I’m on vacation in Vermont right now. And I’m working. I’ll explain how that works out for me. (Your mileage may vary.)
It helps to know a few things:
- I am completely self-employed. Nobody works for me, and I like it that way; I’m accounts receivable, sales, and the main source of talent for my little business.
- I get up early, even on vacation.
- I don’t like to be perceived as unavailable to clients.
- I want to spend as much time as possible every vacation day with my wife, or doing recreational things like cycling or hiking.
- My work is 95% electronic — email and Google sharing applications are my main forms of communication and collaboration.
- I hate coming home from vacation to messes.
- And, of course, I blog every weekday . . . and I like to think my audience expects to see my posts.
Because of this, I can divide the things I do for business into two categories: work and “work.”
The first category, work, includes things that take effort. That includes conference calls and interviews for book content, research, writing and editing projects, and writing speeches I will give in the future. I have arranged my time on vacation to avoid these things, because they would cut into my enjoyment and relaxation.
The second category, “work,” includes blogging and answering emails. These are easy to do by spending 45 minutes or so every morning and every evening, at times that don’t get in the way of my family time or personal recreation time.
I don’t mind doing “work” on vacation, because it’s fun. For example, while I’ve been here, I’ve closed the deal on a workshop and an editing project. I enjoy conversing by email with clients and potential clients, and I enjoy knowing that money will be coming in because I was responsive to them. I don’t use a “vacation responder” because I want to be accessible and human, not a machine that rejects communication.
And I blog every weekday because I enjoy it, it’s not a chore. (Who wants to do a chore five days a week?) But as you can see, I’m not holding myself to a morning deadline because, hey, I’m on vacation.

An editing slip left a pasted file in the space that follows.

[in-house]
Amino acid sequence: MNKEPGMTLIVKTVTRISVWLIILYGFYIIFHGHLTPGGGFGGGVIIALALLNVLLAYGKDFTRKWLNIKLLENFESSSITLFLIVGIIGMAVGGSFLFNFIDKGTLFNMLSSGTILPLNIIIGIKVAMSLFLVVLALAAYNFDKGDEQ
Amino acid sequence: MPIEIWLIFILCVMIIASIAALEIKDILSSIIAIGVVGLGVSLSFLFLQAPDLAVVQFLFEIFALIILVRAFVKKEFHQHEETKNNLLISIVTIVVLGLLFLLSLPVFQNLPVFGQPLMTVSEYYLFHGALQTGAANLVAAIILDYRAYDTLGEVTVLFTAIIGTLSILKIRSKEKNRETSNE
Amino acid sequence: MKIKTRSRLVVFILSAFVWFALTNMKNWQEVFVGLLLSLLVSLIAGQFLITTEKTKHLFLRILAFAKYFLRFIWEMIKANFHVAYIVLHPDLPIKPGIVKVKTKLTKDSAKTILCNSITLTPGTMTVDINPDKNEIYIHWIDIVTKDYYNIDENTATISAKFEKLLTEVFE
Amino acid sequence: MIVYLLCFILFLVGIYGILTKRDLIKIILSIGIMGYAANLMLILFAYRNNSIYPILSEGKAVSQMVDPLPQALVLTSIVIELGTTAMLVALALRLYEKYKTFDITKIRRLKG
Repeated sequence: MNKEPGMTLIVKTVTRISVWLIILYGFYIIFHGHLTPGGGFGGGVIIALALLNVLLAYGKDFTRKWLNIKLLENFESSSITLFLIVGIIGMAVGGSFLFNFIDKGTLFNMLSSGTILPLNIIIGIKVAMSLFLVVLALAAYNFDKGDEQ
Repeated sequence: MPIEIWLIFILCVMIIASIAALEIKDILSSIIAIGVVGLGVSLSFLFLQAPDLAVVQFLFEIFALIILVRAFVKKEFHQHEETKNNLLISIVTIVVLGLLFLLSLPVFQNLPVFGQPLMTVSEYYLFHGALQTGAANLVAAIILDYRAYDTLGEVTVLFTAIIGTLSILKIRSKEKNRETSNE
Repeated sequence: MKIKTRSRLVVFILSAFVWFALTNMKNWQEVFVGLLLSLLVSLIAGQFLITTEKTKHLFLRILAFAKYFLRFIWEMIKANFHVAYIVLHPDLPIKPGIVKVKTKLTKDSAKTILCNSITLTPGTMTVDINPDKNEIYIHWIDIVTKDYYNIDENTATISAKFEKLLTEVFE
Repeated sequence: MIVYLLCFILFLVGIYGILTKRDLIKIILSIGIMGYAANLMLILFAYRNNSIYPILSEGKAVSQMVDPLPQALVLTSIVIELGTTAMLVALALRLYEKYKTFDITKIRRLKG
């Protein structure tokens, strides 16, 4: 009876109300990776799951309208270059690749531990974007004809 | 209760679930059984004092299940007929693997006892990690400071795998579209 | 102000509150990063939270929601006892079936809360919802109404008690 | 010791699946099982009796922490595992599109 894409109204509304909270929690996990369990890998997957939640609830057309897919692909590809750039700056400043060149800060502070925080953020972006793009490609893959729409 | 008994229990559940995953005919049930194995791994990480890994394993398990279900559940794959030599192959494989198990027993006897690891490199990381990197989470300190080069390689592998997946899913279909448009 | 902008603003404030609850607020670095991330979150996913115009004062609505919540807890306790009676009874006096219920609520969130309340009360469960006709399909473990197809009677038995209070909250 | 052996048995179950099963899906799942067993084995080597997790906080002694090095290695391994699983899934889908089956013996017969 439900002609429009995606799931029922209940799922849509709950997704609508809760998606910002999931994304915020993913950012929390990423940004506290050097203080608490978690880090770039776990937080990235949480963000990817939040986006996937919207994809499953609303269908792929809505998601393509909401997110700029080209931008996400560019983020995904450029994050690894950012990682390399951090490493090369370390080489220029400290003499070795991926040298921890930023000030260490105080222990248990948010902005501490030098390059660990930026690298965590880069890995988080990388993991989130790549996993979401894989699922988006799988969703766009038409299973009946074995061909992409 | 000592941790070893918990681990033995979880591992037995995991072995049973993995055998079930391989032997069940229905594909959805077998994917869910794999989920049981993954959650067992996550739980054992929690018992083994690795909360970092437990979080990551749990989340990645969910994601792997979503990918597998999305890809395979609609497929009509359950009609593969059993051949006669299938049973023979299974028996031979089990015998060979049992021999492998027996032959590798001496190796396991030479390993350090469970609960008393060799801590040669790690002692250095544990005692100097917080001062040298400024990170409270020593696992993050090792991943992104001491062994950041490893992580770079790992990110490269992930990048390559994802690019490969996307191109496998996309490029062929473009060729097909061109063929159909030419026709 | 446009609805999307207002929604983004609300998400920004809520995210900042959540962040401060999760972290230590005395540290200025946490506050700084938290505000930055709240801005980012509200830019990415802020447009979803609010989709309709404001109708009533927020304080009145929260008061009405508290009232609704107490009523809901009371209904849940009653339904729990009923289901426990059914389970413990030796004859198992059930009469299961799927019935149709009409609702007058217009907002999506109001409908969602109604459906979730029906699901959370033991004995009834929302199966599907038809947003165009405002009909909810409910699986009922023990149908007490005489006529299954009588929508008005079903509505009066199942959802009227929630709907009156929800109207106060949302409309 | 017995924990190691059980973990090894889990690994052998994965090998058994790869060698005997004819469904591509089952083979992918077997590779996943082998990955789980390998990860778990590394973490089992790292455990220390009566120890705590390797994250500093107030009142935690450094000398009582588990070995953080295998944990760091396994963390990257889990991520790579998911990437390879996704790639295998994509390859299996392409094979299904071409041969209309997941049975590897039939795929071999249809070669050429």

This week, as it turns out, is requiring me to complete the editing on a very big writing project. This is the last 2% of the project, and I didn’t want to miss the deadline. So I have carved out time in the morning and the evening for it, because there was no way I was going to be unavailable for this — and because it is the completion of the hard work I already did, even if it is not hard work on its own.
What about “unwinding?”
Many people insist on disconnecting completely from email and phone connections when they are on vacation. I understand the desire to do this. But I don’t disconnect, and even when I worked for others, I didn’t. Here’s why:
First, my work is generally not hugely stressful. I do not have a lot of needy clients (I try to avoid that type of client). In fact, most of my clients are people I am friendly with (a surprising number come from Facebook), and I feel warmly towards them. They are not making insane fire-breathing demands on me. So I have no reason to try to escape them.
Second, a lot of my workday is filled with pleasant and interesting tasks even when I’m not on vacation. So why do I have to avoid them now?
And finally, there is nothing I hate more than that first day back after a vacation, when you are slammed with all the crap that happened while you were out of touch. It’s a lot easier to deal with those things in five minutes when you’re on vacation than have them blow up because you weren’t there to answer the questions.
Yes, if you ask me for help with something that requires work (as opposed to “work”), I’m going to put you off for a few days. I’ll email you that proposal next week. I’ll have that planning meeting next week. If you want my help, you can wait a week. If you’re in a screaming hurry and can’t wait a week, go hire someone else.
I feel no need to completely “unwind” because I’m not completely “wound” all the time.
This is how I work. This is how I do vacation. It’s probably not for you. But it works for me.